When is a bill on “intellectual diversity” not really about diversity? When Republicans promote it.
House Bill 1087 purports to “promote intellectual diversity at certain institutions of higher learning.” The South Dakota Board of Regents already has policies supporting intellectual diversity and academic freedom, not to mention the First Amendment. Yet just as extremist right-wing Representative Kaleb Weis feels the need to attack public school teachers with unnecessary legislation, HB 1087’s right-wing Republican House sponsors—Sue Peterson, Speaker Haugaard, and Majority Leader Qualm—feel the need for another bill that misbrands public universities as anti-free-speech ogres.
Speaking of free speech, let us not forget that Speaker Haugaard just lost a lawsuit (that will cost taxpayers money) because he booted a woman from the House floor for exercising her First Amendment rights.
For all their prattlings about free speech, the sponsors really don’t plow any ground not already covered by Regental policy on free speech. Like last year’s alt-right wedge bill, HB 1087 just creates more paperwork for universities to document their respect for the First Amendment (a respect better established and practiced than Speaker Haugaard’s, but does he have to write a report? No!).
Section 10 exceeds last year’s silly alt-right shield bill by requiring the Regents to offer equal employment opportunity “without discrimination based on intellectual diversity.” Since HB 1087 lightly defines “intellectual diversity” as encouraging “a variety of ideological and political perspectives,” Section 10 appears to require our public universities to offer jobs to avowed Stalinists, Nazis, climate science deniers, adherents to orgone and phlogiston theories, and other people who bring intellectual diversity by being flat wrong.
But then HB 1087 forgets where it started and tacks on a civics requirement. Section 11 requires every Regental undergrad to take three credits of U.S. history and three credits of U.S. government to graduate.
Pause there—even tech-focused School of Mines requires its future engineers and geologists to take six credits in social sciences to “understand the organization, potential, and diversity of the human community….” U.S. History (HIST 151 or 152) and American Government (POLS 100) are among a dozen courses offered toward this general education goal. Cultural anthropology, geography, international relations, psychology, courtship and marriage—within this single requirement, Mines offers more intellectual diversity that the intellectual diversity bill, which prescribes that every student take the same two courses.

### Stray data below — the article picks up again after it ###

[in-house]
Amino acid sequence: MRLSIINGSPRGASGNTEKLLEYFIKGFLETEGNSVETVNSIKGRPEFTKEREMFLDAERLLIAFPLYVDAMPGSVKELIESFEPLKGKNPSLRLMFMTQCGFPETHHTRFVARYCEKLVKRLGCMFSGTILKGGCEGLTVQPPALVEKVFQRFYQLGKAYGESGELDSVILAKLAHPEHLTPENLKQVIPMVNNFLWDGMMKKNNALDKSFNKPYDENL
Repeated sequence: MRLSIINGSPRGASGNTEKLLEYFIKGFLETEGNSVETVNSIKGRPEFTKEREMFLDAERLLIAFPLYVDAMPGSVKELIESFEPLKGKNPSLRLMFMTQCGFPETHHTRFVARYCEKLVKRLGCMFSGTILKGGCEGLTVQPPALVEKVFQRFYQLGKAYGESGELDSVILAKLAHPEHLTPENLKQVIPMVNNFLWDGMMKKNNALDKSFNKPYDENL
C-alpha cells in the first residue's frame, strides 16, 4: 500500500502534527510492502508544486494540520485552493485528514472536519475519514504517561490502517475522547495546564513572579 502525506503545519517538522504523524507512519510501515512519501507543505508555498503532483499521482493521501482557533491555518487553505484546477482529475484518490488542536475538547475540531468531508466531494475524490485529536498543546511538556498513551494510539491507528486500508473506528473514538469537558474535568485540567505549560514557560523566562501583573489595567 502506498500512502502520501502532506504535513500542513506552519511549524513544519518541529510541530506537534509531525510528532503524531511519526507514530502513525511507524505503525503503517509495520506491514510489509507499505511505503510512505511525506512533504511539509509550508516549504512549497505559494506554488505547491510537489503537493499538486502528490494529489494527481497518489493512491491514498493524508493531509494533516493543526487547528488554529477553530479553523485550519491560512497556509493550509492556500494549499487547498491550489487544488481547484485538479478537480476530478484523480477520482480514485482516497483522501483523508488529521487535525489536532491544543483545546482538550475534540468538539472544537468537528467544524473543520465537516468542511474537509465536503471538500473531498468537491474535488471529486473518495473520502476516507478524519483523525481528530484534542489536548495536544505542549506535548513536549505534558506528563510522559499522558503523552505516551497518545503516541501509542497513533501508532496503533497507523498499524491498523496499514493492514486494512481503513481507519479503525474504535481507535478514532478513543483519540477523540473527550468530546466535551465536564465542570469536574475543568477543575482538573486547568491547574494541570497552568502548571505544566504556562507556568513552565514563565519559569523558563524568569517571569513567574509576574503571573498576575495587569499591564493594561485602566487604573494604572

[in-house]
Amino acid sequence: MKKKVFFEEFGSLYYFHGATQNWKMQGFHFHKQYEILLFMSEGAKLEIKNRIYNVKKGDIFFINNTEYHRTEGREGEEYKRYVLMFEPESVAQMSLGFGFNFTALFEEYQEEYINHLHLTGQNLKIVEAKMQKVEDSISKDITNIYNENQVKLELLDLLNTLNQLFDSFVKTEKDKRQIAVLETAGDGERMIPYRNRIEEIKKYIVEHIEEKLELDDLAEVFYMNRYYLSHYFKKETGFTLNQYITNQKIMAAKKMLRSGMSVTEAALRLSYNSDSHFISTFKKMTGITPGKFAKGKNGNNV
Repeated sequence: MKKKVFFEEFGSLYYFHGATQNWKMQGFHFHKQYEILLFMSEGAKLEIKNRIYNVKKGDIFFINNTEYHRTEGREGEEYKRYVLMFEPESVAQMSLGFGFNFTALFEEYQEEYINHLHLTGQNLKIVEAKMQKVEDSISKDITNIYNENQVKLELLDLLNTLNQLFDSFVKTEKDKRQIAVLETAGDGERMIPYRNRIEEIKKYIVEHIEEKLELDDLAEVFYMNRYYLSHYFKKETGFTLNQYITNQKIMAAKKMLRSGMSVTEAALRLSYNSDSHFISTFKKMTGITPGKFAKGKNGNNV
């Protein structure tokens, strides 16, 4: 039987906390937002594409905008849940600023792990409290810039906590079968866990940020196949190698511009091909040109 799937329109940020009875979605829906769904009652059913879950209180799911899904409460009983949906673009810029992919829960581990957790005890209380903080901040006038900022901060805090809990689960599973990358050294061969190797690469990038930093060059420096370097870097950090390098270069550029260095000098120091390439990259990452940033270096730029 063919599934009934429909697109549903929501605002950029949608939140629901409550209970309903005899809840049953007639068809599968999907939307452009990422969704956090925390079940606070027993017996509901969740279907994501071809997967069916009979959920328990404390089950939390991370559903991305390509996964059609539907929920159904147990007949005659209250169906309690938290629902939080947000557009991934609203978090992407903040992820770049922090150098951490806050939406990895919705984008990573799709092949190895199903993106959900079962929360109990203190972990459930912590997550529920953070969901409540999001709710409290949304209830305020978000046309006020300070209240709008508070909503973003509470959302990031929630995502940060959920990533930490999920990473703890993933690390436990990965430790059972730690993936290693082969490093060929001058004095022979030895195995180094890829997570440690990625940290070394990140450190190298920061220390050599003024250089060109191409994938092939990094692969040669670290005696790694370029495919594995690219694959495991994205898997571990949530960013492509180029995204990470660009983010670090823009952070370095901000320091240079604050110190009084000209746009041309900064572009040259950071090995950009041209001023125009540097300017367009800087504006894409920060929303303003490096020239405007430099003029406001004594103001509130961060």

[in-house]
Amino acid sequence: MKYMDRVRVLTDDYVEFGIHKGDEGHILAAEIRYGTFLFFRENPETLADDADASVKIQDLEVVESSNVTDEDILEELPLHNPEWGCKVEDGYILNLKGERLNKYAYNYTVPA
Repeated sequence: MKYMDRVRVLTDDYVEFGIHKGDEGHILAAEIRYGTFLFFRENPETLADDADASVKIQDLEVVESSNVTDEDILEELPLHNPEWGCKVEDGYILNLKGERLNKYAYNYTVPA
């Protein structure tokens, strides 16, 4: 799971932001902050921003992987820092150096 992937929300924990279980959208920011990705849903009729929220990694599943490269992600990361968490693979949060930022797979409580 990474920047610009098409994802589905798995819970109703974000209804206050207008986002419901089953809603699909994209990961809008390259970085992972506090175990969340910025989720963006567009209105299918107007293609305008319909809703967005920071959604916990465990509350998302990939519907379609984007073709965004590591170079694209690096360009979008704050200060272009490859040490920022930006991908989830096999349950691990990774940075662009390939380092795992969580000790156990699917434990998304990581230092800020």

Section 12 goes similarly civics bonkers, requiring that every Regental undergrad take a civics test to graduate. Like Governor Noem, HB 1087’s sponsors would borrow the USCIS Civics Test. Like Governor Noem, HB 1087’s sponsors provide no funding for the test and refuse to let the Regents charge to recoup the expense of administering the test. One-upping (or fifteen-upping?) Governor Noem, HB 1087 Section 12 would require college students to answer 85% of the questions correctly. (Don’t worry, students: Section 12 lets you take the test as often as you want, and in pieces, so you could memorize five answers at a time and come in and answer a new five each week.)
So HB 1087 wants intellectual diversity, but it’s going to make everyone take the same classes and the same test. Sections 11 and 12 promote the opposite of intellectual diversity. South Dakota Constitution Article 3 Section 21 says “No law shall embrace more than one subject, which shall be expressed in its title.” HB 1087 is thus unconstitutional.
Some Republicans can’t even write bills right, let alone grasp true intellectual diversity and the First Amendment. Let’s keep the Legislature out of our classrooms: kill House Bill 1087 and let the Regents handle providing diverse learning experiences for our undergraduates.